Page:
Q&A: When Is Conflict Unhealthy?

Steve, On the Air

This week we’re going to revisit a few of the core beliefs behind Counter-Stories.

We have Ashley Vogler, of the What’s Your Arena podcast, to thank for the opportunity to take a step back. She recently interviewed Steve about his work, his mindset, and the relationship between conflict and physical health. 

If you’re new to the counter-story mindset, or you’re unfamiliar with some of the language we use, or you’re wondering why this blog exists, give that interview a listen. (It’s 17 minutes.)

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What does it mean to be a peacemaker? (Not a doormat.)

What are our most common sources of conflict?

When is conflict unhealthy?

These are all questions that Ashley and Steve get into, here.

Meanwhile, we’re going to unpack that last question, ‘When is conflict unhealthy?’

What Is Conflict?

As humans, we’re built to belong. We’re built for connection. But you don’t have to live in this world long to experience the complications:

Money, sex, parenting, in-laws, behavioral patterns, misunderstandings, fears,  disappointments, jealousies, unmet expectations… 

We live in a world where these complications exist—and to make matters more complicated—where humans aren’t perfect. Conflict is when the stories we tell ourselves about these complications clash with another person’s perspective on how and why things happened the way they did. 

It’s a fact: conflict is inevitable. But what if conflict is also necessary?

To engage with one another in this imperfect world—to form relationships, to arrive at shared understandings—we need a mechanism for reconciling our differences. In its best form, conflict is a relationship-builder.  

What Is ‘Healthy’?

As it relates to conflict, we get our idea of ‘healthy’ from this definition of peacemaking:

A way of life—everyday—in which we fight for the flourishing of all things within our spheres of influence

In that definition, ‘health’ is a vision of peace, where we each flourish. 

Keep in mind that ‘flourishing’ is about the whole person (because we are whole people). We aren’t just intellectually afraid or emotionally anxious. We carry fear and anxiety in our bodies. Unresolved relational tension will eventually take a toll on our physical health. 

What does that mean for conflict?

It means that we need some help in order to experience conflict in a way that doesn’t breed fear or anxiety. We need tools like gratitude, confidence, and curiosity to help us work through conflict so that the outcome is connection—not isolation. Not fear and anxiety, but health.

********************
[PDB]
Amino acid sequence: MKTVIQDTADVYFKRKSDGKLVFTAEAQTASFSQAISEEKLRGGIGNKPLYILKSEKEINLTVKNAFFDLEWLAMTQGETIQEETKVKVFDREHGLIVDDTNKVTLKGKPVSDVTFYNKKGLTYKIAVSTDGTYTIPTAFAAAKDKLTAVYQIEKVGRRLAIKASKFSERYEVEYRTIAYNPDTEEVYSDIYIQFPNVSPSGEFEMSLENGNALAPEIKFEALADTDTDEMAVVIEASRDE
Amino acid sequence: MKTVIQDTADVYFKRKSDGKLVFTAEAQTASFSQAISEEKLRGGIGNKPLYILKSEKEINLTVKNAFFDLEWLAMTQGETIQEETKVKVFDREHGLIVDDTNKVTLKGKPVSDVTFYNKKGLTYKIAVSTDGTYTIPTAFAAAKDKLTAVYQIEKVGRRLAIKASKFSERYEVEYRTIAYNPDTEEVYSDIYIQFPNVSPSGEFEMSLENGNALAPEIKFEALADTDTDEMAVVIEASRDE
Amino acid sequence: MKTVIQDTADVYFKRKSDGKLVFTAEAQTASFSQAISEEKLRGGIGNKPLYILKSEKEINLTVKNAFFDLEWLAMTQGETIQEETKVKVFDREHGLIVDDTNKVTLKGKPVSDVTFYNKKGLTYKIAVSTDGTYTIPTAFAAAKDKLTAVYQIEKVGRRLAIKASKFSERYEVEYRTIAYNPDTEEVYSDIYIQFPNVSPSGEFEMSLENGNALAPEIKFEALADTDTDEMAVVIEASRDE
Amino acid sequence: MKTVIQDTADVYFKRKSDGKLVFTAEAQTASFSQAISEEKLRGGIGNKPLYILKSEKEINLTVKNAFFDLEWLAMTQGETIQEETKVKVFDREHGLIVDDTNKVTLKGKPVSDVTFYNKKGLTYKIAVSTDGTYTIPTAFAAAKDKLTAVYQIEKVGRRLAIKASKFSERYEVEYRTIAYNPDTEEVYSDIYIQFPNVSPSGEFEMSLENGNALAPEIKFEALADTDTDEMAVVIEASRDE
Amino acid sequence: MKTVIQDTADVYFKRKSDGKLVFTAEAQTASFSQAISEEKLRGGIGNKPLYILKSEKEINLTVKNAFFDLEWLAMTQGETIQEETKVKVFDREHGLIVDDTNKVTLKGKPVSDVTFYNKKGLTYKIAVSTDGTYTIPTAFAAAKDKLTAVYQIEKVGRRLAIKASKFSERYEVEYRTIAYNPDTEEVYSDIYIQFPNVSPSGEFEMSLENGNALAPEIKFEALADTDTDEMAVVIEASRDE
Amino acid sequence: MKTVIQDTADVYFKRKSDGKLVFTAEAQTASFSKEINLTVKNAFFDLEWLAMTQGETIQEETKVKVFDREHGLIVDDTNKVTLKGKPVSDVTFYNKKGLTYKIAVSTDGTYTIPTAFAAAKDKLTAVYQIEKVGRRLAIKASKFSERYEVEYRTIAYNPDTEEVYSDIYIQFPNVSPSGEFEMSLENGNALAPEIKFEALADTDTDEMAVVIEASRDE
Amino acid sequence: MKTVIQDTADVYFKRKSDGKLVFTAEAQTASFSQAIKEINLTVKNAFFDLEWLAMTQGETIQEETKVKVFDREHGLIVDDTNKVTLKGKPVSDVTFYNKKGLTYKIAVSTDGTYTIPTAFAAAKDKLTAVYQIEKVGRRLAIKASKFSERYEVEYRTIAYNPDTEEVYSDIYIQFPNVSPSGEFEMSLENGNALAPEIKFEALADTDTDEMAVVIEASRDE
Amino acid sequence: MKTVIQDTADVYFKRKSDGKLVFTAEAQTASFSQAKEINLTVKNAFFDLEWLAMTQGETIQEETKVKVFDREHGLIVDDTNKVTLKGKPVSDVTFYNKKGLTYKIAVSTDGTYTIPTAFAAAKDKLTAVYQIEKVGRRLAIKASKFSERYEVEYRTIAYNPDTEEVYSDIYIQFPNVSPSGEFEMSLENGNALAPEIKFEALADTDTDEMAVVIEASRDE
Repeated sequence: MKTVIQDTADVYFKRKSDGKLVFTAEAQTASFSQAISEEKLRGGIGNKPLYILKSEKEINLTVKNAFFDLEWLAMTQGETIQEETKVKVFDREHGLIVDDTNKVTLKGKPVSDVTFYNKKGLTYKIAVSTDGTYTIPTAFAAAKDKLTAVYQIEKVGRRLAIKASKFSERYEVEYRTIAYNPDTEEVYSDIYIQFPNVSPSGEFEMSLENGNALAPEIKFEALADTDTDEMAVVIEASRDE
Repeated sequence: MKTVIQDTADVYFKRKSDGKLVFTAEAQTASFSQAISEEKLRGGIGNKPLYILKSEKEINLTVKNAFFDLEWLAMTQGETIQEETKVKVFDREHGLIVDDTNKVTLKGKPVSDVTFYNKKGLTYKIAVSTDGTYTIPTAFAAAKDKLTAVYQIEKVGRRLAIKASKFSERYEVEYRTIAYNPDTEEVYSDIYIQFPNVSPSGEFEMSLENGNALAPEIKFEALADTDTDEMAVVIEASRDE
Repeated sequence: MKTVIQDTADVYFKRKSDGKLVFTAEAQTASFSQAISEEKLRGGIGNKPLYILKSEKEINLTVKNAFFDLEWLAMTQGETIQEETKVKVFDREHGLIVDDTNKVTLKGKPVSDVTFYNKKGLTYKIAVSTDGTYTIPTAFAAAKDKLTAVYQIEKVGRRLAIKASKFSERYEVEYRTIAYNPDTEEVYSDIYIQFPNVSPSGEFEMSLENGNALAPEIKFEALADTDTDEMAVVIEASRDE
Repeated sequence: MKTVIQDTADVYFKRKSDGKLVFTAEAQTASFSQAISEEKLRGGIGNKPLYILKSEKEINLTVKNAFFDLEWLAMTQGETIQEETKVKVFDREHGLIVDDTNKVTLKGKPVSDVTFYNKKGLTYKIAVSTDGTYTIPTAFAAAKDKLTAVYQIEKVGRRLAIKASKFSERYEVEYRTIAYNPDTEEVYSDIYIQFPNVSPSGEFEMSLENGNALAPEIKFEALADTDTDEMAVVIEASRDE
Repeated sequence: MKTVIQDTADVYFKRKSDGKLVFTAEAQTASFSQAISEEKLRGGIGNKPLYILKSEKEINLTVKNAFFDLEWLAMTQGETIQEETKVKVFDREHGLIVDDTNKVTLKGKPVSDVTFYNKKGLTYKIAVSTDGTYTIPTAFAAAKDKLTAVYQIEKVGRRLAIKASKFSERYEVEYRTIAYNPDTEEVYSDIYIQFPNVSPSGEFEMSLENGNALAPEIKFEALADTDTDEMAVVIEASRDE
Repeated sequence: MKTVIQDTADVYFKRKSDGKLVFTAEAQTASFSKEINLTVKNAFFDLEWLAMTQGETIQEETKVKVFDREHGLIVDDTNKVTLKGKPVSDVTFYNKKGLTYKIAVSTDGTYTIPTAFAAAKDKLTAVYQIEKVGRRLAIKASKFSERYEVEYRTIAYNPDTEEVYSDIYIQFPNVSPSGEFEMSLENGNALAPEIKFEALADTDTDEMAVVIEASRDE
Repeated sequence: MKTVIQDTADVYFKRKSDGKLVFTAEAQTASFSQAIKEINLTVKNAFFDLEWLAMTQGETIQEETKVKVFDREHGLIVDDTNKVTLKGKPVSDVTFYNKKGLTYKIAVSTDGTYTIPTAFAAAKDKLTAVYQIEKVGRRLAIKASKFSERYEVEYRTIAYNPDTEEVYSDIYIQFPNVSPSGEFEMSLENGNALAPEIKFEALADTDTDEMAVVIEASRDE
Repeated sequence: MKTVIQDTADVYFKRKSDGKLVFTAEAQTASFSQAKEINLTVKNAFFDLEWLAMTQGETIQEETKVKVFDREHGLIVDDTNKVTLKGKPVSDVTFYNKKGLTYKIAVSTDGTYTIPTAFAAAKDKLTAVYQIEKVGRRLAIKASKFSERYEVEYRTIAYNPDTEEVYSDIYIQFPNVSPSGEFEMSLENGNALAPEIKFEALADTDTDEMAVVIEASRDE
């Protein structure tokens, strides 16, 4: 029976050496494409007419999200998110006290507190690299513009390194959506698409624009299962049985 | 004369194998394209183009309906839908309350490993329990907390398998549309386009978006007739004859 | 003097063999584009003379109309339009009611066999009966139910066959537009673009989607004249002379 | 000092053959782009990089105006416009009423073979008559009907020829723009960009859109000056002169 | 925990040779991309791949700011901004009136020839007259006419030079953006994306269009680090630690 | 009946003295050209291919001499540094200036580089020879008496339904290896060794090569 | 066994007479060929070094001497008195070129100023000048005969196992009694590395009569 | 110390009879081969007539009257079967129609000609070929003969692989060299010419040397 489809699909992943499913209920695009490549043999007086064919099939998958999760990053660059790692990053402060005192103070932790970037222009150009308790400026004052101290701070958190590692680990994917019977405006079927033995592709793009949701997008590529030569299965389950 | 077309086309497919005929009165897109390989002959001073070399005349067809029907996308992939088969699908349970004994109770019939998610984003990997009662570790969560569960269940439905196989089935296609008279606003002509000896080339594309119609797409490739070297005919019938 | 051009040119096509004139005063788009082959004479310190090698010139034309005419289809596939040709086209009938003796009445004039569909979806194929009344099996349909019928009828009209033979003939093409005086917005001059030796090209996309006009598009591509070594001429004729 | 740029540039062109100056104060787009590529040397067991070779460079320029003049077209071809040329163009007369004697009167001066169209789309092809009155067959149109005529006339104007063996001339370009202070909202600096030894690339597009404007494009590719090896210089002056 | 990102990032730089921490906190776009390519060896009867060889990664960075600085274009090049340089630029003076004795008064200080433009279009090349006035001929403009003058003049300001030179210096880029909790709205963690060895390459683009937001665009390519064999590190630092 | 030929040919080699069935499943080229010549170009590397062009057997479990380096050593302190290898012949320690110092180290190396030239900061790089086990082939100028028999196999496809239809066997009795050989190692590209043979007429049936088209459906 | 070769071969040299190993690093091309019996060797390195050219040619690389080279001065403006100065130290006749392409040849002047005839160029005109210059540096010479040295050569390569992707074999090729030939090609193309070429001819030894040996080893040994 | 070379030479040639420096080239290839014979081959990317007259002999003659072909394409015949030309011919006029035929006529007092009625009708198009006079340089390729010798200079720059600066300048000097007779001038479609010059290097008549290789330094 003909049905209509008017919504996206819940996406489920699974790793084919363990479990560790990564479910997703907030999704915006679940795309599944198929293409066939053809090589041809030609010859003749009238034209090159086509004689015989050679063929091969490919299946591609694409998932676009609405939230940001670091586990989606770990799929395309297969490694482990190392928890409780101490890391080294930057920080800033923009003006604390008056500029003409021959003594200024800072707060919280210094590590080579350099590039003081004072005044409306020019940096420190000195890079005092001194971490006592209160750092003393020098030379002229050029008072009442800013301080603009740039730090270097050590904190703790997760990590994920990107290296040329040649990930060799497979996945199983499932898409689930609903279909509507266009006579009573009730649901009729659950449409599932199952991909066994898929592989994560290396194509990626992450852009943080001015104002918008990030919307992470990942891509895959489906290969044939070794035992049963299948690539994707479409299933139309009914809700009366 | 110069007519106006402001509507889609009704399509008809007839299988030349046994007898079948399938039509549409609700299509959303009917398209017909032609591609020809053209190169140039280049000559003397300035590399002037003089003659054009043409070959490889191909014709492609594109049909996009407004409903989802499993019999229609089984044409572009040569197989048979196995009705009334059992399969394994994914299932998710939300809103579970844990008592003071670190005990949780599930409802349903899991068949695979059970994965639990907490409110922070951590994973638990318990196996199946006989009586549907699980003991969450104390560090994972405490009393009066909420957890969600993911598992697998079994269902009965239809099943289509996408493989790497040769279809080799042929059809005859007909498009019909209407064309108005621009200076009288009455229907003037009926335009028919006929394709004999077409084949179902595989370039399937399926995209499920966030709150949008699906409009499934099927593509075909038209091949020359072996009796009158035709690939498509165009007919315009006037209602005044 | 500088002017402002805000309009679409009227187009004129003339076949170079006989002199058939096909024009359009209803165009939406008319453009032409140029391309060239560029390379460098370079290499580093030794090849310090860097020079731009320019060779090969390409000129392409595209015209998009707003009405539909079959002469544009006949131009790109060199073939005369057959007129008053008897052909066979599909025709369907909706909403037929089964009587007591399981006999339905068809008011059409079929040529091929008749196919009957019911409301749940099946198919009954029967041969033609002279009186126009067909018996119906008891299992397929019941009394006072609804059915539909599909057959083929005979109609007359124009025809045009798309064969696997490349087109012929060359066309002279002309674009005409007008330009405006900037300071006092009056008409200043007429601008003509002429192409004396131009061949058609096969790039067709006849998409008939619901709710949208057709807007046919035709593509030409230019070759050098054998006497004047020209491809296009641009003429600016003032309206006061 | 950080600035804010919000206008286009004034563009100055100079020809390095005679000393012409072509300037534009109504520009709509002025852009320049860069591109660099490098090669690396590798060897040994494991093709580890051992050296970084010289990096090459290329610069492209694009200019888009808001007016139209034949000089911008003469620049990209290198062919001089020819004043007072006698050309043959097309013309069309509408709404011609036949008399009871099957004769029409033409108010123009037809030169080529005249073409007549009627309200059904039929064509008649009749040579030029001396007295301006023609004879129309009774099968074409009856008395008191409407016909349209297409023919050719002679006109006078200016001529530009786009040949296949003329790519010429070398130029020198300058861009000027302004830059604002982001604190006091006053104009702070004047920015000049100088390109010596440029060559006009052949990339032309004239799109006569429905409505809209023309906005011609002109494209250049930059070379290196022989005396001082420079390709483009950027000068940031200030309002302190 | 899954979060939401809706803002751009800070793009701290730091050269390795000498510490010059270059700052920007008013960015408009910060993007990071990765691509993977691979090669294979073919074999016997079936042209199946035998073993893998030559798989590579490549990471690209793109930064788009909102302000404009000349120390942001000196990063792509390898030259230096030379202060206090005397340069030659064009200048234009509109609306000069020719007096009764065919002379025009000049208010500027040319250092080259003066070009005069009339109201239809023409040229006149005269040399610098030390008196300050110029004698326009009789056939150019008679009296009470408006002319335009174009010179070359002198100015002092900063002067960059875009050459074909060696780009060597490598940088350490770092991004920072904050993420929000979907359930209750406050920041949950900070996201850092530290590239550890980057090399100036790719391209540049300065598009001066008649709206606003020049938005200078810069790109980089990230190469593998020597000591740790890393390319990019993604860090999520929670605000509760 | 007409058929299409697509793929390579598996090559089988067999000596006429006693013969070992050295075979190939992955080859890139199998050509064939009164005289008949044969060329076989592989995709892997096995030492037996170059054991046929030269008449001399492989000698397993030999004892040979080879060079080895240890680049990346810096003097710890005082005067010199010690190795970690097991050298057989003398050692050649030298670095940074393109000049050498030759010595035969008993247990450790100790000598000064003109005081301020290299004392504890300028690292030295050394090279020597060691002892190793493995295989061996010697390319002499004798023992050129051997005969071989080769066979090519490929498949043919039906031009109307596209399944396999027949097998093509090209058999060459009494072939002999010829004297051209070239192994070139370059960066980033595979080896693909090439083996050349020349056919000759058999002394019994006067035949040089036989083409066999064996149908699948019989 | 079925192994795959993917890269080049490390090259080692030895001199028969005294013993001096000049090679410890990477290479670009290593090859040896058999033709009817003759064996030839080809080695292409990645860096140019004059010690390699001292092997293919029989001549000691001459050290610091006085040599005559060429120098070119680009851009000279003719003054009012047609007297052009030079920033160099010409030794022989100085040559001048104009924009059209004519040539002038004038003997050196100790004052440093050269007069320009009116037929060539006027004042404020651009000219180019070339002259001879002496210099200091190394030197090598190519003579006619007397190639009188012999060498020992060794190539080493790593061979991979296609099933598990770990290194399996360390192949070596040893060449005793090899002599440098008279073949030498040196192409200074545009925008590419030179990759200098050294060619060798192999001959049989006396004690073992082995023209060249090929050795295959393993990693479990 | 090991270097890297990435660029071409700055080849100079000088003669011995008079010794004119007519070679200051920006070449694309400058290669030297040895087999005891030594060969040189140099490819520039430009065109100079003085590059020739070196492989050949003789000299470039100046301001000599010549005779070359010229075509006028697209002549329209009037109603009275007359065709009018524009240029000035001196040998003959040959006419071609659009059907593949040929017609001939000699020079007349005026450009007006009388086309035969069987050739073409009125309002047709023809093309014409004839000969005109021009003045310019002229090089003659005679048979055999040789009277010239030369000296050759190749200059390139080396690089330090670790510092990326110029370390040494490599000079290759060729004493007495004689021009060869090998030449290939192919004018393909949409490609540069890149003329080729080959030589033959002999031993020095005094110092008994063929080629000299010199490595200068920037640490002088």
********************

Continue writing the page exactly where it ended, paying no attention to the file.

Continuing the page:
How to Know When Conflict Isn’t Healthy.

Many of us tend to have negative gut reactions to the threat of conflict. So how do we know if conflict is actually unhealthy? 

Thankfully, we have some sure signs:

  • If you spend more than a day or two having imaginary conversations in your head instead of real conversations with the other person, the conflict is probably unhealthy.

  • If you see the other person in the grocery store, and you promptly do whatever you have to do to avoid interacting with them, the conflict is probably unhealthy.

  • If you haven’t taken the time to test your story about ‘what happened’ (talking with the other person to find out how they experienced it), the conflict is probably unhealthy. 

  • If you know that your story is skewed, unfair, or untrue, but you don’t want to give it up, the conflict is definitely unhealthy.  

What To Do About It.

The 3 strategies that Steve shares for Ashley’s listeners apply here, too:

  1. Let it go.

If the offense is minor and the resolution doesn’t require a conversation, let it go. Don’t keep track of the small stuff, like a tally over your coworker’s or friend’s or partner’s head. If you can, let it go.

2. Don’t let it go.

If you can’t let it go, then don’t. Don’t wait for the conflict to be magically solved because it won’t be. Time doesn’t heal. Have the conversation. Start with some empathetic listening and a genuine effort to understand: “Tell me how you experienced it. What happened?” Use first-person storytelling and avoid the temptation to accuse: “The story I’m telling myself is…”

3. Stay curious.

When it comes to dealing with conflict, one of the very best things we can do is ask questions. We have to continuously ask ourselves: Where can we change our story in a way that makes a path forward—in a way that’s better for our relationship?

So long as we’re exploring answers to those questions together, there is hope in conflict. And when there’s hope in conflict we have something powerfully healthy: an antidote to fear and anxiety, a true pathway to peace. 

Counterstories is a blog collaboration between conflict resolution specialist Steve Beck and writer/editor Rachael Schmid. If you have a powerful story of forgiveness or peacemaking (or just want to share your thoughts on this post), we’d love to hear from you. Reach out at admin@cstevebeck.com.